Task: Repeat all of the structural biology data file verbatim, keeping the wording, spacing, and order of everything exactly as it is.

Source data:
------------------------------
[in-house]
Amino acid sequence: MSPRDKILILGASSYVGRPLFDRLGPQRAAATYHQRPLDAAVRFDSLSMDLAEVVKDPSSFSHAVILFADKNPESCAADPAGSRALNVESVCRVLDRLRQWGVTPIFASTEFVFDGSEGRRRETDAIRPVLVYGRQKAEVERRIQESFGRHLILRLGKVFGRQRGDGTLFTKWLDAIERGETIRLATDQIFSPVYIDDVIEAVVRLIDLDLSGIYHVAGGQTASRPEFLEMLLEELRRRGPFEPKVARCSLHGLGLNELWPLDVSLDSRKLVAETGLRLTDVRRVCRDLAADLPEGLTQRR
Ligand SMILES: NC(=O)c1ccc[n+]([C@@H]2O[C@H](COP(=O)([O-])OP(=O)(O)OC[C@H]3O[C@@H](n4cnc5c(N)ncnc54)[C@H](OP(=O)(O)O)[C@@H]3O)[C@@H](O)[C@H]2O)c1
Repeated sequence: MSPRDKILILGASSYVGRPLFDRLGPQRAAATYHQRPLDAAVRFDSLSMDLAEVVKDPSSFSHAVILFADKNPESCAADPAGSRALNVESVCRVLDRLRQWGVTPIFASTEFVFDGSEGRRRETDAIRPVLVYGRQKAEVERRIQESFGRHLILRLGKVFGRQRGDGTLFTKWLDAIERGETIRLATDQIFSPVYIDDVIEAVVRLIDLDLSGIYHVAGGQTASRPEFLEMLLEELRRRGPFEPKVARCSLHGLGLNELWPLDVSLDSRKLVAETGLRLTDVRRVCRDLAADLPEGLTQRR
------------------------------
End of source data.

[in-house]
Amino acid sequence: MSPRDKILILGASSYVGRPLFDRLGPQRAAATYHQRPLDAAVRFDSLSMDLAEVVKDPSSFSHAVILFADKNPESCAADPAGSRALNVESVCRVLDRLRQWGVTPIFASTEFVFDGSEGRRRETDAIRPVLVYGRQKAEVERRIQESFGRHLILRLGKVFGRQRGDGTLFTKWLDAIERGETIRLATDQIFSPVYIDDVIEAVVRLIDLDLSGIYHVAGGQTASRPEFLEMLLEELRRRGPFEPKVARCSLHGLGLNELWPLDVSLDSRKLVAETGLRLTDVRRVCRDLAADLPEGLTQRR
Ligand SMILES: NC(=O)c1ccc[n+]([C@@H]2O[C@H](COP(=O)([O-])OP(=O)(O)OC[C@H]3O[C@@H](n4cnc5c(N)ncnc54)[C@H](OP(=O)(O)O)[C@@H]3O)[C@@H](O)[C@H]2O)c1
Repeated sequence: MSPRDKILILGASSYVGRPLFDRLGPQRAAATYHQRPLDAAVRFDSLSMDLAEVVKDPSSFSHAVILFADKNPESCAADPAGSRALNVESVCRVLDRLRQWGVTPIFASTEFVFDGSEGRRRETDAIRPVLVYGRQKAEVERRIQESFGRHLILRLGKVFGRQRGDGTLFTKWLDAIERGETIRLATDQIFSPVYIDDVIEAVVRLIDLDLSGIYHVAGGQTASRPEFLEMLLEELRRRGPFEPKVARCSLHGLGLNELWPLDVSLDSRKLVAETGLRLTDVRRVCRDLAADLPEGLTQRR